The Clouds and the Earth's Radiant Energy System (CERES) instrument is one of several that will be flown aboard the Earth Observing System's Terra spacecraft, scheduled for launch in late1999. The data from the CERES instrument will be used to study the energy exchanged between the Sun; the Earth's atmosphere, surface and clouds; and outer space.
The CERES EOS-Terra instrument will be the second CERES instrument in Earth orbit. The first CERES instrument is currently orbiting the Earth aboard the Tropical Rainfall Measuring Mission observatory, which was launched in November 1997. Early results of the TRMM mission show that the first CERES has provided better measurement capabilities than any previous satellite instrument of its kind.
What CERES Will Measure
CERES will measure the energy at the top of the atmosphere, as well as estimate energy levels in the atmosphere and at the Earth's surface. Using information from very high resolution cloud imaging instruments on the same spacecraft, CERES also will determine cloud properties, including cloud amount, altitude, thickness, and the size of the cloud particles. All of these measurements are critical for advancing our understanding of the Earth's total climate system and further improving climate prediction models.
The CERES instrument is based on NASA Langley's highly successful Earth Radiation Budget Experiment (ERBE) which used three satellites to provide global energy budget measurements from 1984 to 1990.
Balancing the Earth's Energy Budget
The Earth's daily weather and climate (long-term weather patterns) are controlled by the balance between the amount of solar energy received by the Earth (by both its surface, and its atmosphere and clouds) and the amount of energy emitted by the Earth into space. Scientists have been working for decades to understand this critical energy balance - to understand the budget of incoming and outgoing energy, called the Earth's "energy budget."
The energy received from the Sun is at short wavelengths while the energy emitted by the surface of the Earth and by clouds is at long wavelengths. Increases in the amounts of greenhouse gases (gases in the atmosphere that absorb the long wavelength energy emitted by the Earth) can lead to a warming of the Earth's surface. Such changes may, in turn, cause changes in the Earth's daily weather and climate.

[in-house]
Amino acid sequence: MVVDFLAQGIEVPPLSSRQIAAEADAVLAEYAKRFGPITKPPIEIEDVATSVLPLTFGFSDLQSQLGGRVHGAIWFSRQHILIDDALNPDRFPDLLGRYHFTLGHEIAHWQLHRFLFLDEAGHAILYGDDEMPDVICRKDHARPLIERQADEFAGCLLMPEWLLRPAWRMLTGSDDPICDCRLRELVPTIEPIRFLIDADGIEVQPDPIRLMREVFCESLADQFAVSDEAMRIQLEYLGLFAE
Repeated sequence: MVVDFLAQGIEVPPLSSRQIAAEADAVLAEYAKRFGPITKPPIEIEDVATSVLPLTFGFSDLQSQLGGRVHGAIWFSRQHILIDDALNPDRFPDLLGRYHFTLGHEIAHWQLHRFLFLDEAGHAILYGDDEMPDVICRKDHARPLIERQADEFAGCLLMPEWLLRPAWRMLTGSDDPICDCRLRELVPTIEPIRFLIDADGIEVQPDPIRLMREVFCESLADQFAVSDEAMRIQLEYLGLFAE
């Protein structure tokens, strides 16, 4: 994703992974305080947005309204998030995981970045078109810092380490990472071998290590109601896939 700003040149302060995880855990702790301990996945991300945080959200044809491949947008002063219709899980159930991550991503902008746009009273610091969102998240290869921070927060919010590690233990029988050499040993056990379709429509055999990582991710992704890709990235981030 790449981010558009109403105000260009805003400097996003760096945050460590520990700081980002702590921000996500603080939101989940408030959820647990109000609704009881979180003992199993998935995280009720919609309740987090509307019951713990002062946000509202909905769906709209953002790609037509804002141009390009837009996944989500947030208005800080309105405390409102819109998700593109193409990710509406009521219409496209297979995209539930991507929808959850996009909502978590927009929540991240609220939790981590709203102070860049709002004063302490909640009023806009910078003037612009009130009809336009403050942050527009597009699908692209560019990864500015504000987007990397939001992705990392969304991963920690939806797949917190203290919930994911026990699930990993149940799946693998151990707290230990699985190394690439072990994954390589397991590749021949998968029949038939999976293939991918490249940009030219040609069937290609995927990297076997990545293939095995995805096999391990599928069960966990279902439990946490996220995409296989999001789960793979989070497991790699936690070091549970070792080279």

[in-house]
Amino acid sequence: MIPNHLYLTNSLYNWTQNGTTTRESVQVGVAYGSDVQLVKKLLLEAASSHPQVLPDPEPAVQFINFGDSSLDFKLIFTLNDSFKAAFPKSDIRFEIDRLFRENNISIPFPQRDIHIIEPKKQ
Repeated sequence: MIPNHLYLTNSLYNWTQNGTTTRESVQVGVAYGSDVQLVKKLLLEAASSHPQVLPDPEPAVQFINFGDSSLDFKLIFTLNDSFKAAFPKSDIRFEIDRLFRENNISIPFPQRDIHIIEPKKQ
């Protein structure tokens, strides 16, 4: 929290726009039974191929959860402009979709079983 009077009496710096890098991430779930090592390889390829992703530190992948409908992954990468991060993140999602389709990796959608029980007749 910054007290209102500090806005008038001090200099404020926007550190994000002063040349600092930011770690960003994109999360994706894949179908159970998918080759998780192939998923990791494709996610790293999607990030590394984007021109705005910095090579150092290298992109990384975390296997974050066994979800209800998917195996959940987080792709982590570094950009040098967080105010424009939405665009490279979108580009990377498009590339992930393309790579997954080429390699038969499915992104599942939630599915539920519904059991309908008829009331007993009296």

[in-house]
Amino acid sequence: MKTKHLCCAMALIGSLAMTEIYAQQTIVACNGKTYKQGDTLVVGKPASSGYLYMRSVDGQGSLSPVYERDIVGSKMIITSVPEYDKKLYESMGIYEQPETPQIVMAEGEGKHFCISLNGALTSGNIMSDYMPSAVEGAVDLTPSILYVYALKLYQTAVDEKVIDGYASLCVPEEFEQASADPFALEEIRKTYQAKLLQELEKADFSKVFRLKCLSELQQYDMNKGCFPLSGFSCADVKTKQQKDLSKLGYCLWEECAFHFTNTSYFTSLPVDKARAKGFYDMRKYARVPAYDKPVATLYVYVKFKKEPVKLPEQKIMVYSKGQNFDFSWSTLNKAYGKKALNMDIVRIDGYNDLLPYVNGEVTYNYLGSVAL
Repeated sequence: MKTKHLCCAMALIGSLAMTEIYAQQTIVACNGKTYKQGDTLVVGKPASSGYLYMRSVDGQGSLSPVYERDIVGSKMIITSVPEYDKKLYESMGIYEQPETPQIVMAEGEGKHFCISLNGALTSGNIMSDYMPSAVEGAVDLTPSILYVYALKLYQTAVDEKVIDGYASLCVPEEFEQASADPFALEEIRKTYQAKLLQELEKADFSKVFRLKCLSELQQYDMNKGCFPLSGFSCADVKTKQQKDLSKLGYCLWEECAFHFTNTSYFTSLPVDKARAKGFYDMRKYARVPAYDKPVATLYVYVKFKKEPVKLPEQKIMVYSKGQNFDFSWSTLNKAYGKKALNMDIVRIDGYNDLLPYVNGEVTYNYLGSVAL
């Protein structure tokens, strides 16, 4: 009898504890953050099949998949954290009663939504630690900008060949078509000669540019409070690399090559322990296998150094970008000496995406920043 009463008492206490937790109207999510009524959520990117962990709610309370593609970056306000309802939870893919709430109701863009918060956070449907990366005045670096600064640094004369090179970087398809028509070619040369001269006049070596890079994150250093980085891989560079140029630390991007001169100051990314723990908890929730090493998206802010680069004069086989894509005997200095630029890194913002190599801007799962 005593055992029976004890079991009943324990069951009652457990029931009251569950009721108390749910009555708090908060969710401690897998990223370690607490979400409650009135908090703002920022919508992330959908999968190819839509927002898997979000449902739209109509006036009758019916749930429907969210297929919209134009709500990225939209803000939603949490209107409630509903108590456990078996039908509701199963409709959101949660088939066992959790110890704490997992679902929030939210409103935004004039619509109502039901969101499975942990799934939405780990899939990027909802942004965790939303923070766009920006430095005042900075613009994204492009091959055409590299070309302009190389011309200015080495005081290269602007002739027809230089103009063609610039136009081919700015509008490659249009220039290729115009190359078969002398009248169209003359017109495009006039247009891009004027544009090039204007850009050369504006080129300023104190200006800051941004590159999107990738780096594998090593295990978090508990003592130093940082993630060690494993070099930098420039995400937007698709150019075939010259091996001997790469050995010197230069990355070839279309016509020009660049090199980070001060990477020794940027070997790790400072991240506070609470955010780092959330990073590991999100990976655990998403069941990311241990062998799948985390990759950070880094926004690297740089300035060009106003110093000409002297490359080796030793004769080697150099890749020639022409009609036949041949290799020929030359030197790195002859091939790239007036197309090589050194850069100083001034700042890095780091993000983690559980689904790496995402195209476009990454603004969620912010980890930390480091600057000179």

Some of the shortwave radiation from the Sun is also reflected back into space by clouds and small particles in the atmosphere called aerosols. Major sources of aerosols include windblown dust, emissions from the burning of fossil fuels such as gasoline, and the burning of forests and agricultural fields ("biomass burning").
One of the most intriguing questions facing climate modelers today is how clouds affect the Earth's climate and vice versa. The U.S. Global Change Research Program classifies understanding the role of clouds and the Earth's energy budget as its highest scientific priority. Understanding cloud effects requires a detailed knowledge of how clouds absorb and reflect incoming shortwave solar energy, as well as how they absorb and re-emit outgoing longwave energy. For example, low, thick clouds primarily reflect incoming solar energy back to space causing cooling. Thin, high clouds, however, primarily trap outgoing longwave energy and produce warming. To date, satellite studies have found that clouds have an overall net cooling effect on the Earth.
Analyses of satellite data have also shown that clouds which form over water are very different from clouds which form over land. These differences affect the way clouds reflect sunlight back into space and how much longwave energy from the Earth the clouds absorb and re-emit. For example, over the equatorial Pacific Ocean during El Niño events, there is a significant decrease in the amount of energy emitted by the Earth due to increased cloudiness. El Niño events occur when portions of the eastern Pacific Ocean become considerably warmer than normal, causing an increase in cloudiness over the region. These changes can affect weather patterns around the world.
Water Vapor Effects
Water vapor in the atmosphere also affects our daily weather and climate, though scientists are only beginning to understand how this complex mechanism works. Water vapor acts like a greenhouse gas, absorbing outgoing longwave energy. Because water vapor also condenses to make clouds, an increase in water vapor in the atmosphere also may increase the amount of clouds.
Three more CERES instruments will be flown following the EOS-Terra launch. These include the EOS-Aqua satellite in 2000. Follow-up CERES missions will be used to create a continuous 15-year history of highly accurate energy budget and cloud data for enhanced climate analyses. All six CERES instruments were built by the TRW Space & Electronics Group in Redondo Beach, Calif.
Educational Outreach Programs
As a CERES instrument passes overhead, students world-wide are making cloud observations, then sending their observations to the NASA Langley Distributed Active Archive Center where the data is stored for further analysis by the CERES science team. The observations are part of a global educational outreach program called the Students' Cloud Observations On-Line (S'COOL) project.
For more CERES information, please contact:
NASA Langley Research Center